In my case, I have historically attracted similar painful experiences into my life over and over again, before I have finally got the message. It’s as though the volume increases with each subsequent hit until I eventually reach my denial threshold and finally choose surrender over defiance. Does this sound at all familiar?
Now, it may seem simple, in that it defies logic to hold on to a behavior that hurts us and yet, sadly, applying logic to childish patterning only serves to fuel self judgment. Any fool would know that not speaking up in a dangerous situation leads to hurt and injury, right? But the “fool” in this case is just a scared child who is hungry for someone to look after her, and that someone is me.
So what can we do when we know “enough is enough, already!” Well, the only strategy that has worked for me is to reach out for help. Perhaps there are those rare individuals who can take it on solo, I just don’t know any of them. Friends and family can be huge supporters and yet, sometimes they can unconsciously collude with us, which really isn’t any help at all, in fact often makes it worse.
For me it requires intention, then commitment, follow-though and accountability. It takes a willingness to be vulnerable and to allow my fear, rather than continuing to be defended and defiant.
As you know, I am a big fan of group process; I love the magic that a group brings to the circle and to each individual in it. Bringing the “same old” issue to a gathering of women can help us move through the barriers much faster than letting it stew and keeping us awake at night. Those of you who have been in my women’s groups know how mysteriously the common themes emerge and how magically the work of other women helps us with our own.
If you’re on the fence about exploring this kind of personal work, I invite you to listen to your heart and your belly. If you hear a voice that says, “Alright, enough already!” I’d take it as a good sign to take the leap.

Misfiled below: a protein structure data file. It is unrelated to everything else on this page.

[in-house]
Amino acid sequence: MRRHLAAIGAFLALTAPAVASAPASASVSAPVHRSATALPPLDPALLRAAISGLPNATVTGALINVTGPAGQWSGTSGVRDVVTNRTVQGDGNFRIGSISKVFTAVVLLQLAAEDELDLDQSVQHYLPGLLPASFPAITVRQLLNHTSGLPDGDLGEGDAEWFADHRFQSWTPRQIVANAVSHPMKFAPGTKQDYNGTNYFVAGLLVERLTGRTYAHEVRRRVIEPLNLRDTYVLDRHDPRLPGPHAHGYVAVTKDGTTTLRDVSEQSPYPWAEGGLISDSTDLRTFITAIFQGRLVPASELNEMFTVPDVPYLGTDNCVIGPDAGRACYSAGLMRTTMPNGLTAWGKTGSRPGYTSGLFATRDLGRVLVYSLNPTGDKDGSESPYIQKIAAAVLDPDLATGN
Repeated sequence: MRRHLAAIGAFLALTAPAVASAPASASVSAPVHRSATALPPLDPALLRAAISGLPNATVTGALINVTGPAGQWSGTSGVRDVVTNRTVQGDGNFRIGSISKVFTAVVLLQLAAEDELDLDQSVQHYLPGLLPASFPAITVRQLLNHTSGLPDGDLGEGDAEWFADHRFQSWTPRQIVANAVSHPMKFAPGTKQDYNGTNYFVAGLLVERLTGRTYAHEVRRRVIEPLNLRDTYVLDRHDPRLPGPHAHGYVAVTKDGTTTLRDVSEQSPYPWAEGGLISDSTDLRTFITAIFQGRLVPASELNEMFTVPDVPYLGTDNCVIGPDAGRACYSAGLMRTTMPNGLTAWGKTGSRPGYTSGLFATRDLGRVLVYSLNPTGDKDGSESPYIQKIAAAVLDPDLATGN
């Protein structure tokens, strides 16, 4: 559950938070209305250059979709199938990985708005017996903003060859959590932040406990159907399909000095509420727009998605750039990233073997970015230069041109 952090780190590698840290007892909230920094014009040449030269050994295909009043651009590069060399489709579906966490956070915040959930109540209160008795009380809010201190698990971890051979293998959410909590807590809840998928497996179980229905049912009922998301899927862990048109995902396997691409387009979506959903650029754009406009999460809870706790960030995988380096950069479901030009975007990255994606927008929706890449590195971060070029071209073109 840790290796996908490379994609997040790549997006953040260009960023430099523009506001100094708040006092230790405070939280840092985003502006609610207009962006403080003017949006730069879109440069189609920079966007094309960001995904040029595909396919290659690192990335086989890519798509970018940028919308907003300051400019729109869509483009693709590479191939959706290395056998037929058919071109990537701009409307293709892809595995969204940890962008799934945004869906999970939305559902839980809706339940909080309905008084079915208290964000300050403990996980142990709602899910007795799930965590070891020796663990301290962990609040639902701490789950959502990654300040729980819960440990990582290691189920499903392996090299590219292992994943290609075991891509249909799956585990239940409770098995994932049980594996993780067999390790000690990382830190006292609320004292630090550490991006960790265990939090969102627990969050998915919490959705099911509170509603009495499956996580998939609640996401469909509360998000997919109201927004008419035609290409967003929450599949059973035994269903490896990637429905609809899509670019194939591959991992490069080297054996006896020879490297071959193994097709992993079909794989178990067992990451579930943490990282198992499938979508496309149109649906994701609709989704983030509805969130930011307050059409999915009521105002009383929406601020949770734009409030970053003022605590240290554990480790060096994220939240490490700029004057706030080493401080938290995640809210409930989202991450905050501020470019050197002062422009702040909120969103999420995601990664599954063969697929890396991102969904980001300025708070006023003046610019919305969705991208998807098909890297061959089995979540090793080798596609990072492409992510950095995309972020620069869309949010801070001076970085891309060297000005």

Nancy Mortifee is an educator, author and workshop facilitator specializing in women, couples and groups. Through Mortifee Training, she shares her eclectic practice, embracing elements of emotional body work, cognitive based therapies and gestalt. “Through sensitive and gentle exploration I help women chip away at some of the defense patterns and life limiting attitudes that keep them from fully expressing who they are.”
How do we cultivate and sustain fulfilling intimate relationships? True intimacy with another begins with caring for one’s self, something many of us lose sight of when we’re busy parenting children, building our careers, engaging in new romance or dealing with divorce, grief or loss. Mindfulness practice offers us the opportunity for deep listening.. “Who am I and what do I want?”. Intimacy training gives us tools to reclaim self and build a greater capacity for relationship.
In the context of confidential circles in a retreat setting, my work is to guide women who are exploring issues that challenge us to stay present and fulfilled in our ever changing lives. Through personal one-on-one sessions, group processes and periods of personal reflection, participants learn effective techniques for cleanly expressing and receiving authentic emotions without blame or judgment. Emotional expression is fuel for our passion and creativity when we rediscover the joy of being fully present, whether we’re feeling excitement, anger, joy, fear or sadness.
Body awareness meditation, voice, movement and storytelling are valuable techniques that affirm our spiritual nature, allowing connection to a deeper knowing. From this place we can awaken to our unconscious patterning, learn to let go of behaviors that no longer serve us and cultivate a more intimate life.
I invite you to explore my site to learn more about the work I do, both through residential retreats and personal or couple sessions. In 2013 there are exciting opportunities for us to work together on the beautiful island of Cortes at Hollyhock, in the majestic B.C. Kootenays at Johnson’s Landing, and new for 2013, the stunning cliffs of Big Sur at Esalen Institute.
with love and gratitude,
Deepa Narayan has a PhD in Human Development, specializing in cross-cultural psychology. She has 30 years experience in research and facilitating workshops around the world to empower women, men and youth. She now focuses on more intimate circles. She has won many leadership awards and published over 15 books on empowerment of self and poverty.
Nancy Mortifee is an educator, author and workshop facilitator specializing in women, couples and groups. Through Mortifee Training, she shares her eclectic practice, embracing elements of emotional body work, cognitive based therapies and gestalt. “Through sensitive and gentle exploration I help women chip away at some of the defense patterns and life limiting attitudes that keep them from fully expressing who they are.”mortifeetraining.com